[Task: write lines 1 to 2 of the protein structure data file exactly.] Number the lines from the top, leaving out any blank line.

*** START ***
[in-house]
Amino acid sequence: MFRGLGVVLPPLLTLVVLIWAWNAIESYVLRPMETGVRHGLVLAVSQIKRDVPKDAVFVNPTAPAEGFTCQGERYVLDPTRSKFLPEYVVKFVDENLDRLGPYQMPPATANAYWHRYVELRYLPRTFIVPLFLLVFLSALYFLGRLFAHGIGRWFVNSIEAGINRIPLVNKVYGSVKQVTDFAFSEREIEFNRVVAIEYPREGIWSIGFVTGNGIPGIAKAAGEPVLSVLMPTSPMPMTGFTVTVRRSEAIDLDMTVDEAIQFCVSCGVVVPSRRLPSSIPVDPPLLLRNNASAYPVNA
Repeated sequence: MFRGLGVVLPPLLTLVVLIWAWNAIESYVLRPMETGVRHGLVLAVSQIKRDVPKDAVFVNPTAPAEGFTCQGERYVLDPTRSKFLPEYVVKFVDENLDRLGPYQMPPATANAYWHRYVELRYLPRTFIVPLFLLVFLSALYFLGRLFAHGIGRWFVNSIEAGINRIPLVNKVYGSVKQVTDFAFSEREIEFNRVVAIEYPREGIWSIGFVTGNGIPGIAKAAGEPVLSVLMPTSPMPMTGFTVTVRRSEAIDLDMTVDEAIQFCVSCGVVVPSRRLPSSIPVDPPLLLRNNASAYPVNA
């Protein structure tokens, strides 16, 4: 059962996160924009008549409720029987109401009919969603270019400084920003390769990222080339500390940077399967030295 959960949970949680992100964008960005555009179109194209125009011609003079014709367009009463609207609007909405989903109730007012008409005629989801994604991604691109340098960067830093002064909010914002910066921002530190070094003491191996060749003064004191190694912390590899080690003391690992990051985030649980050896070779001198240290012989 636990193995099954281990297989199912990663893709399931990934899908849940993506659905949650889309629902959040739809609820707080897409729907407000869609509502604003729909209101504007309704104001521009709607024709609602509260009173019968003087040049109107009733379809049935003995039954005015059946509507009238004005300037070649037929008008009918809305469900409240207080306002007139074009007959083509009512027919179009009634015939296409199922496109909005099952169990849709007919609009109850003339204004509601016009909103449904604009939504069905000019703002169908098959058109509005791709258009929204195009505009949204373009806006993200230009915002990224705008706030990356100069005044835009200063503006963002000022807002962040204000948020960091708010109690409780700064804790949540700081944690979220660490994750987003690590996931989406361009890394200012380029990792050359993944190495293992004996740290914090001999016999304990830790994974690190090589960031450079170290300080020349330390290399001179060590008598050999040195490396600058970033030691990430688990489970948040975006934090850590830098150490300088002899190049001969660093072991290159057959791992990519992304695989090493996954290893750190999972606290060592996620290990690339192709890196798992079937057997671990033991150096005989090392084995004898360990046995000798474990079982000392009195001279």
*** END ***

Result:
[in-house]
Amino acid sequence: MFRGLGVVLPPLLTLVVLIWAWNAIESYVLRPMETGVRHGLVLAVSQIKRDVPKDAVFVNPTAPAEGFTCQGERYVLDPTRSKFLPEYVVKFVDENLDRLGPYQMPPATANAYWHRYVELRYLPRTFIVPLFLLVFLSALYFLGRLFAHGIGRWFVNSIEAGINRIPLVNKVYGSVKQVTDFAFSEREIEFNRVVAIEYPREGIWSIGFVTGNGIPGIAKAAGEPVLSVLMPTSPMPMTGFTVTVRRSEAIDLDMTVDEAIQFCVSCGVVVPSRRLPSSIPVDPPLLLRNNASAYPVNA